To neaten the hems and around the neck I swapped over to the Coverlock 3.0 which I had on the coverstitch setting. Again, this is a very sturdy piece of kit with excellent stitch quality, I am finding there is a certain knack to using it and I’m by no means an expert yet but it certainly gives a very professional finish to knit, jersey or stretch garments.
As always, I hope you’ve found this helpful, I always try to be honest about how I get on with a product whether or not I’ve been gifted, loaned or purchased it-all three in this case. If you’re tempted to have a go at activewear then Melissa is a good place to start-she’s even written a book on the subject so you’re in good hands!
I followed the progress of this pattern with interest on Instagram when it was originally released nearly two years, it was fascinating to see how Claire-Louise Hardie (the Thrifty Stitcher!) developed and finessed the various elements of it as she sampled it, up to the point that she was ready to release it for sale. It has attractive style lines with princess seams in the front which curve into hip pockets, the back also has princess seams and there’s a horizontal seam just below the natural waist. The collar curves up smoothly against the neck and the back collar has a ‘sunray’ of five darts spreading out towards the shoulder blades which I particularly like. The cuffs each have 3 similar darts, the details on this pattern has simple but so stylish.
This post was originally published last year by Minerva who generously provided me with a nice firm Ponte Roma in a plain navy to make the Dawson in, it would also work very well in a boiled wool, felted wool, Melton, not a loose tweed though as they can start to fray and you’d lose the details too much in the weave. Anything fairly structured and stable would effectively show off the style lines. You could get some interesting effects with checks or stripes if you want a challenge! I’d wanted to make another version for a while because I’ve had really good use from the navy one, I hadn’t got around to finding any specific fabric for it but then I hit upon the idea of using a single old heavyweight cotton curtain that used to keep the drafts out by our front door. It had long been replaced for this task but I just had it folded up underneath the heat-reflective mat that I use on my cutting table. In order to maximise the fabric in the curtain I undid the deep hem and the sides, and removed the tabs at the top. I gave it a wash to clean it but also to, hopefully, stop it shrinking later on.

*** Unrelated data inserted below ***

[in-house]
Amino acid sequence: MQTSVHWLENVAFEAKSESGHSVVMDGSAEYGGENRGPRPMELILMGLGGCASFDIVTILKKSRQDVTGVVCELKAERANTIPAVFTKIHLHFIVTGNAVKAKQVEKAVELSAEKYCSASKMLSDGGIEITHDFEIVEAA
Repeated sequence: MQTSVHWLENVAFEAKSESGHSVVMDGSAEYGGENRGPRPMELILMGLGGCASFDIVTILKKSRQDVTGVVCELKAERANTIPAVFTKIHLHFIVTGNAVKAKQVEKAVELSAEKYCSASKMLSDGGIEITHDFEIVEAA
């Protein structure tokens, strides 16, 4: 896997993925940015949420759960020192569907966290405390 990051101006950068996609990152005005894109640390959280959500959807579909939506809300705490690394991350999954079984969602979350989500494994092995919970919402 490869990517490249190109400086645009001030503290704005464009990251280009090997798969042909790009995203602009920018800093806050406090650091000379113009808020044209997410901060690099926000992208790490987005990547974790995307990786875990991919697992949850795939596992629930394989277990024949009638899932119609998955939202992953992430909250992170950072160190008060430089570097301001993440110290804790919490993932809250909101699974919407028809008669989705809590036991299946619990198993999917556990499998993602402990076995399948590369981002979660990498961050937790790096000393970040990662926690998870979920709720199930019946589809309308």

Areas like the pocket edges and the neck need stabilising with some iron-on tape or strips of interfacing as per the instructions, especially if you use a knit fabric like Ponte. I would recommend stabilising the shoulders with seam tape or scraps of ribbon to prevent stretching too. I used a specific needle for stretch fabrics and you could use the ‘lightening’ stitch to sew with if your machine has it, or a very straightened out zigzag. If you do use boiled wool the layers could be quite thick, use a straight stitch but you may need to lengthen it a little more than usual.
The pattern comes in eight sizes which are not numbered in the conventional way, CL opts for letters instead, so you work from your own body measurements to choose which size should fit you. I cut and sewed a size F originally which was quite generous, for the newer version I’ve cut the next size down. I misjudged how generous the ease is in the garment so I usually wear the Ponte version layered up over jumpers or sweaters on warmer cool days if that makes sense. At the end of the day it’s intended as a casual coat so don’t make it too small as you’ll always be pulling it closed across you. The sleeves are nice and roomy too, I’ve noticed some coat/jacket patterns can be a bit snug around the bicep for me which is a bit dispiriting, I’m hardly a muscle-bound hulk! Just check before cutting out if you’re happy with the sleeve length too, I probably could have added just 3-4cms because it feels the tiniest bit short on me.
The pattern goes together beautifully and all that tweaking in the sampling stage is borne out in the final version. I found the instructions pretty clear, they are mostly photographs and there are some really useful hints and tips which will come in very handy if you aren’t that experienced in your dressmaking yet. Make sure you transfer your markings for the pocket pivot point for example so that you get a crisp finish for the corners.